Marriage While Raising a Disabled Child: An Interview with My Parents
Every once in a while, I am asked, “Who are the most influential and inspirational people in your life?” I could name more than a handful of people, but the truth is, no one in my life has shaped who I am more than my mom and dad.
I knew at a young age that not only was I lucky to have two such amazing people as my parents, but also that they are still happily married to this day is something to marvel at. Growing up, a lot of kids I knew had divorced parents. It was sad to see and something I hoped I would never have to experience.
This November will mark my parents’ 30th wedding anniversary. It is a big milestone to celebrate. Marriage isn’t easy. It takes good communication, unconditional love, and understanding. It’s give-and-take. There is no such thing as a perfect marriage, although having a disabled child can definitely put a marriage through extra-intense tests.
Following is an interview with my parents about how they’ve managed to stay married while raising a child with a disability:
How has having a child with a disability changed your marriage?
Mom: “Our marriage is stronger because it has made us realize what the true meaning of love is. Truly loving someone means that leaving is not an option.”
Dad: “It has made us stronger because we have to work together. Now that I’m retired, I realize what you and your mom go through on a daily basis.”
What advice would you give other married couples?
Mom: “It’s essential for married couples to cherish one another, to not have high expectations, and to say ‘I love you,’ and mean it.”
Dad: “To take time for yourself. Do not complain. Spend as much time as you can together even if you’re in the same room but doing different activities.”
What was your marriage like in the early days compared to now?
Mom: “In the early days, we were stressed because we were both working many hours and raising a family. We expected too much from one another.”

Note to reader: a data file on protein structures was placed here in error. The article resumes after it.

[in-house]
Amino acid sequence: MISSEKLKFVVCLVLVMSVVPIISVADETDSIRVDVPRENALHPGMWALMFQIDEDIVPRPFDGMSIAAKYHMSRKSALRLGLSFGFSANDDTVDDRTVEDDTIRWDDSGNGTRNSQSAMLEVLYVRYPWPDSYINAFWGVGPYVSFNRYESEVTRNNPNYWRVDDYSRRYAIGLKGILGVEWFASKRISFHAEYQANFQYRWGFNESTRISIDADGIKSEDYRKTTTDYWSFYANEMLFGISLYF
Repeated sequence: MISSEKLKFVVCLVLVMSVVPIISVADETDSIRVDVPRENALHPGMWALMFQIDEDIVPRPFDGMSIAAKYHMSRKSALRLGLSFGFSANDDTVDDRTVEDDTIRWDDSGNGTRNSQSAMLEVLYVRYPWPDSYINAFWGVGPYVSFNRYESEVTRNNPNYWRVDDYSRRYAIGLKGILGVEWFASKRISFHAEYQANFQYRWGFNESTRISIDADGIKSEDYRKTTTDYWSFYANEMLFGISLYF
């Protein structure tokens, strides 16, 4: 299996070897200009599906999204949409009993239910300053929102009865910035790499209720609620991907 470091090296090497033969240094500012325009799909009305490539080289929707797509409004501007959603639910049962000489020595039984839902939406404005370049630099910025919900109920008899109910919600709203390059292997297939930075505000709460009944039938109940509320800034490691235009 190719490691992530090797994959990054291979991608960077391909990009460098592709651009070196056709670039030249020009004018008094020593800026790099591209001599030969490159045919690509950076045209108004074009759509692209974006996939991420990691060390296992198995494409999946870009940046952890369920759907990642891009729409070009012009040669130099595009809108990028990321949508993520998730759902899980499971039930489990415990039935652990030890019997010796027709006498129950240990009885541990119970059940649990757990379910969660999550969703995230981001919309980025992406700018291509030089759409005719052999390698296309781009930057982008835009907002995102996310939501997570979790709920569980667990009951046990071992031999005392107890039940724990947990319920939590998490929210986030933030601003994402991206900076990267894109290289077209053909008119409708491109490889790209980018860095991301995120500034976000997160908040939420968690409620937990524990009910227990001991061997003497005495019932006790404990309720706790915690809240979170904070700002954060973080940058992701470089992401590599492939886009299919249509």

Dad: “We were able to travel more back then. We can still do things, just on a smaller scale. It was fun then, and it still is, just in a different way.”
Has your perspective on marriage changed over the years? How so?
Mom: “Yes, it has. Currently, I think about the longevity of marriage. I think about staying married to my husband until I’m 80. There’s nothing better than a loving marriage.”
Dad: “Yes. I can see now that there’s a good amount of working together for the betterment of our family.”
What do you do for each other that keeps your love alive?
Mom: “Laugh a lot. Dance together. Make my husband feel loved by making our home a comfortable place to be.”
Dad: “The small things like cooking for each other. We’ll go on a date when there’s an opportunity.”
What are two things you’ve learned from 30 years of marriage?
Mom: “Well, I’ve learned to put the well-being of our marriage above everything else. I believe compromise is essential as a way of sustaining a marriage.”
Dad: “You have to work at it all the time, and you have to make sacrifices.”
What would you have liked to have known about being married while raising a child with a disability?
Mom: “I would have liked to have had a mentor or life coach be my sounding board.”
Dad: “I would have liked to have been told how difficult it would be.”
What has been the most challenging part of marriage?
Mom: “My in-laws and their lack of empathy and understanding for mitochondrial myopathy.”
Dad: “Watching my daughter and wife live with muscular dystrophy while trying my best to make life easier for the two of them.”
What has been the most rewarding part of marriage?
Mom: “Knowing that when I’m asked how long we’ve been married, I feel warm and happy inside.”
Dad: “Having married the right woman who has a very kind heart and a calm personality and who has sacrificed a lot to make our family work smoothly.”
Life is a roller coaster, and you never know what it’s going to throw at you next. But having the right person by your side can make everything worthwhile.
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